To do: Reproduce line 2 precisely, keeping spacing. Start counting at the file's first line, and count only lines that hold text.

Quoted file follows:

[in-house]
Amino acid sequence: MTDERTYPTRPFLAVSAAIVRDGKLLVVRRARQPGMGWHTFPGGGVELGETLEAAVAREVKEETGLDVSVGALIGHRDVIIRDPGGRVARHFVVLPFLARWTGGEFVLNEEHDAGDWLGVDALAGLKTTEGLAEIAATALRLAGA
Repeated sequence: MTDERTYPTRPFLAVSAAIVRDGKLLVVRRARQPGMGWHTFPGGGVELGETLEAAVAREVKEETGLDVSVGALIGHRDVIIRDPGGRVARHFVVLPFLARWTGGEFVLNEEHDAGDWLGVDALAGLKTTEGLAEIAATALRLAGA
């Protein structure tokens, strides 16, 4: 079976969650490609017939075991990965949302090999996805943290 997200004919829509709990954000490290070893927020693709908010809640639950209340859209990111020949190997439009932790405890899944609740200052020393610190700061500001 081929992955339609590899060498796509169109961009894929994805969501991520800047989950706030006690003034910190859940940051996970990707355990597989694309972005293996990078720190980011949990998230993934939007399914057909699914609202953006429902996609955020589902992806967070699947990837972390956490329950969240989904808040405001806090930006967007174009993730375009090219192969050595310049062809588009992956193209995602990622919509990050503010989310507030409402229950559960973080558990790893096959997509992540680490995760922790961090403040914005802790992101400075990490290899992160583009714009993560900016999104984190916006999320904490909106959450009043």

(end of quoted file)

Amino acid sequence: MTDERTYPTRPFLAVSAAIVRDGKLLVVRRARQPGMGWHTFPGGGVELGETLEAAVAREVKEETGLDVSVGALIGHRDVIIRDPGGRVARHFVVLPFLARWTGGEFVLNEEHDAGDWLGVDALAGLKTTEGLAEIAATALRLAGA